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World  

US 'locked and loaded'

Tensions are flaring in the Persian Gulf after President Donald Trump said the U.S. is "locked and loaded" to respond to a weekend drone assault on Saudi Arabia's energy infrastructure that his aides blamed on Iran.

The attack, which halved the kingdom's oil production and sent crude prices spiking, led Trump to authorize the release of U.S. strategic reserves should they be necessary to stabilize markets.

Trump said the U.S. had reason to believe it knew who was behind the attack his secretary of state had blamed on Iran the previous day and said his government was waiting to consult with the Saudis as to who they believe was behind the attack and "under what terms we would proceed!"

The tweets Sunday followed a National Security Council meeting at the White House and hours after U.S. officials offered what they said was proof that the attack was inconsistent with claims of responsibility by Yemen's Iran-backed Houthi rebels and instead pointed the finger directly at Tehran.

A U.S. official said all options, including a military response, were on the table, but added that no decisions had been made. The official spoke on the condition of anonymity to discuss the internal deliberations.

Iran called the U.S. claims "maximum lies" and threatened American forces in the region. The attack dimmed hopes for potential nuclear talks between Trump and Iranian President Hassan Rouhani at the U.N. General Assembly this week.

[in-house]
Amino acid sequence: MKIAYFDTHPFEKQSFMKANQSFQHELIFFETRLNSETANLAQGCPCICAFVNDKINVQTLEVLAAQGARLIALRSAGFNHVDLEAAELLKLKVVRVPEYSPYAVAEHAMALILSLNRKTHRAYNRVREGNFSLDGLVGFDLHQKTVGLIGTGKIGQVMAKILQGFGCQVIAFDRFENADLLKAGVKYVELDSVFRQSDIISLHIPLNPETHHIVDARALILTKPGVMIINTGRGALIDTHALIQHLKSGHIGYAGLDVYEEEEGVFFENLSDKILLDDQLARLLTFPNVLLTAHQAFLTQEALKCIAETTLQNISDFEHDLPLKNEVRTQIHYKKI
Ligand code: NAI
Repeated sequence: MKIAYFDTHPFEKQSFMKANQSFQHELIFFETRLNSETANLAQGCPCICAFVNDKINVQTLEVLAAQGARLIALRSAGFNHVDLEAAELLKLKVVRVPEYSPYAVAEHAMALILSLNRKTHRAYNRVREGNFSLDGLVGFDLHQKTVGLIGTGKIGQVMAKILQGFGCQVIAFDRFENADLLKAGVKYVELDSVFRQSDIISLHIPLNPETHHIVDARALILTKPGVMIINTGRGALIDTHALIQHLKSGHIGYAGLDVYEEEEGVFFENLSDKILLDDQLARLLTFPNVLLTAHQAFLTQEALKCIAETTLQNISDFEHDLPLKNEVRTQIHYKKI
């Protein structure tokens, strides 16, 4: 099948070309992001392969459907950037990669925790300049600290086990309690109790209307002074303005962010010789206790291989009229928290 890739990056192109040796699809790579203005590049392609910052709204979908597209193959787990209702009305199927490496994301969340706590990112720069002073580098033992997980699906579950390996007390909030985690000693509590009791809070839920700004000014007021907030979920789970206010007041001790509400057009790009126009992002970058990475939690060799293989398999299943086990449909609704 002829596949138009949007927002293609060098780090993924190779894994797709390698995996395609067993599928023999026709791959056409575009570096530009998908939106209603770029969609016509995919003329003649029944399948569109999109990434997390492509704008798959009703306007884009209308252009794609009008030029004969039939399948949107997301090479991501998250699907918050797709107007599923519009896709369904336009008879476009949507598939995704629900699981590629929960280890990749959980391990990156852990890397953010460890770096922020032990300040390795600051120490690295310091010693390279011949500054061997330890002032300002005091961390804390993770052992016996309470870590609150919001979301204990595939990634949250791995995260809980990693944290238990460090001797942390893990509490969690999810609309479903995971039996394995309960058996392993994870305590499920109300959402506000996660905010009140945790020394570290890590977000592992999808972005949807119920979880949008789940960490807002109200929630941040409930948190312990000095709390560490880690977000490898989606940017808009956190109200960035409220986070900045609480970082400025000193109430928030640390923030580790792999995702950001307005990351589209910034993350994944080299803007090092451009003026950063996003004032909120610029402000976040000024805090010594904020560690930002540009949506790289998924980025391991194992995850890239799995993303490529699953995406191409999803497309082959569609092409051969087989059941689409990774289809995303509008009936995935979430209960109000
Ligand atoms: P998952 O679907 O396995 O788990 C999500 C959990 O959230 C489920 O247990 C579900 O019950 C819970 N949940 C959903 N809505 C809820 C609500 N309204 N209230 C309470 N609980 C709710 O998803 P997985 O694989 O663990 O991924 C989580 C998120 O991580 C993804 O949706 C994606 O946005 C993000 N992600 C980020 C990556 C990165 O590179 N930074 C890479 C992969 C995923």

The U.S. government produced satellite photos showing what officials said were at least 19 points of impact at two Saudi energy facilities, including damage at the heart of the kingdom's crucial oil processing plant at Abqaiq. Officials said the photos show impacts consistent with the attack coming from the direction of Iran or Iraq, rather than from Yemen to the south.

Iraq denied that its territory was used for an attack on the kingdom. U.S. officials said a strike from there would be a violation of Iraq's sovereignty.

The U.S. officials said additional devices, which apparently didn't reach their targets, were recovered northwest of the facilities and are being jointly analyzed by Saudi and American intelligence. The officials, who spoke on condition of anonymity to discuss intelligence matters, did not address whether the drone could have been fired from Yemen, then taken a round-about path, but did not explicitly rule it out.

The attacks and recriminations are increasing already heightened fears of an escalation in the region, after a prominent U.S. senator suggested striking Iranian oil refineries in response to the assault, and Iran warned of the potential of more violence.

"Because of the tension and sensitive situation, our region is like a powder keg," said Iranian Brig. Gen. Amir Ali Hajizadeh. "When these contacts come too close, when forces come into contact with one another, it is possible a conflict happens because of a misunderstanding."

The attack Saturday on Saudi Arabia's Abqaiq plant and its Khurais oil field led to the interruption of an estimated 5.7 million barrels of the kingdom's crude oil production per day, equivalent to more than 5% of the world's daily supply. It remains unclear how King Salman and his assertive son, Crown Prince Mohammed bin Salman, will respond to an attack targeting the heart of the Saudi oil industry.



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